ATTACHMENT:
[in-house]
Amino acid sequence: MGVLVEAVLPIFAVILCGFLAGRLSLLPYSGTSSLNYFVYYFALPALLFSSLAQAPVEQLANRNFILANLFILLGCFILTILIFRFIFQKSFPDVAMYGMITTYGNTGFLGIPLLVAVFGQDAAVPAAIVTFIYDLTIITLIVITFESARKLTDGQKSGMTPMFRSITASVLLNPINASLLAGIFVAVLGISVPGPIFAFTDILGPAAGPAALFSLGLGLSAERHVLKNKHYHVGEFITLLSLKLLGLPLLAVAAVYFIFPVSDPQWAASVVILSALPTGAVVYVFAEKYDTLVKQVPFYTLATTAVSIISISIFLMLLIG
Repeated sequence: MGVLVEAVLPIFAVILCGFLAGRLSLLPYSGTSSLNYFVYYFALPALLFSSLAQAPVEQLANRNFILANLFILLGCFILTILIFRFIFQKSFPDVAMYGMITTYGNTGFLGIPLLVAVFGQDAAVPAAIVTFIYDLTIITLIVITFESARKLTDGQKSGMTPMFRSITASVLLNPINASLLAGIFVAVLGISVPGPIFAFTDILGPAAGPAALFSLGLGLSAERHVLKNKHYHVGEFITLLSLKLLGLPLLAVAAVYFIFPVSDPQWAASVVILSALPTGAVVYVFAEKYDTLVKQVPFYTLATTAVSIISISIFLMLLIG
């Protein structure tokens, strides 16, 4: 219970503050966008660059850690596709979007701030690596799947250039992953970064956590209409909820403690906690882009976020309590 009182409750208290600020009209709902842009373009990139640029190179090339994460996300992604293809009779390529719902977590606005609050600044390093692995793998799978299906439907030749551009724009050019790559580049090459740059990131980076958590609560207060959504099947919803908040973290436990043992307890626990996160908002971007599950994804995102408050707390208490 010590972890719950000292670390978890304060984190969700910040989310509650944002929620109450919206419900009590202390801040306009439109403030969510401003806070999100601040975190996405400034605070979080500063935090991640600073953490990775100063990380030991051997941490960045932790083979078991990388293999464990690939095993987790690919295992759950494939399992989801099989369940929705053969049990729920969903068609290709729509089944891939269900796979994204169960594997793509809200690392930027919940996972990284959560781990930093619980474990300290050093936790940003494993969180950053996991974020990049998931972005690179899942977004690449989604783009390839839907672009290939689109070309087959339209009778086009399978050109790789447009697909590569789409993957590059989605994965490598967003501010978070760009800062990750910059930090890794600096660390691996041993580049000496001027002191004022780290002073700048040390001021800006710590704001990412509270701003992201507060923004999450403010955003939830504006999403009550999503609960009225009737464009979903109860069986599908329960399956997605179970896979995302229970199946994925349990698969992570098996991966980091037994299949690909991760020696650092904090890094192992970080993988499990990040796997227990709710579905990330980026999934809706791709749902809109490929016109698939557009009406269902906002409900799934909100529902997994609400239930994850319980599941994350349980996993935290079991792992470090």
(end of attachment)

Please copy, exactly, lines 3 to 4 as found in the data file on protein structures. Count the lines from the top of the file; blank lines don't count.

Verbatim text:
Repeated sequence: MGVLVEAVLPIFAVILCGFLAGRLSLLPYSGTSSLNYFVYYFALPALLFSSLAQAPVEQLANRNFILANLFILLGCFILTILIFRFIFQKSFPDVAMYGMITTYGNTGFLGIPLLVAVFGQDAAVPAAIVTFIYDLTIITLIVITFESARKLTDGQKSGMTPMFRSITASVLLNPINASLLAGIFVAVLGISVPGPIFAFTDILGPAAGPAALFSLGLGLSAERHVLKNKHYHVGEFITLLSLKLLGLPLLAVAAVYFIFPVSDPQWAASVVILSALPTGAVVYVFAEKYDTLVKQVPFYTLATTAVSIISISIFLMLLIG
């Protein structure tokens, strides 16, 4: 219970503050966008660059850690596709979007701030690596799947250039992953970064956590209409909820403690906690882009976020309590 009182409750208290600020009209709902842009373009990139640029190179090339994460996300992604293809009779390529719902977590606005609050600044390093692995793998799978299906439907030749551009724009050019790559580049090459740059990131980076958590609560207060959504099947919803908040973290436990043992307890626990996160908002971007599950994804995102408050707390208490 010590972890719950000292670390978890304060984190969700910040989310509650944002929620109450919206419900009590202390801040306009439109403030969510401003806070999100601040975190996405400034605070979080500063935090991640600073953490990775100063990380030991051997941490960045932790083979078991990388293999464990690939095993987790690919295992759950494939399992989801099989369940929705053969049990729920969903068609290709729509089944891939269900796979994204169960594997793509809200690392930027919940996972990284959560781990930093619980474990300290050093936790940003494993969180950053996991974020990049998931972005690179899942977004690449989604783009390839839907672009290939689109070309087959339209009778086009399978050109790789447009697909590569789409993957590059989605994965490598967003501010978070760009800062990750910059930090890794600096660390691996041993580049000496001027002191004022780290002073700048040390001021800006710590704001990412509270701003992201507060923004999450403010955003939830504006999403009550999503609960009225009737464009979903109860069986599908329960399956997605179970896979995302229970199946994925349990698969992570098996991966980091037994299949690909991760020696650092904090890094192992970080993988499990990040796997227990709710579905990330980026999934809706791709749902809109490929016109698939557009009406269902906002409900799934909100529902997994609400239930994850319980599941994350349980996993935290079991792992470090």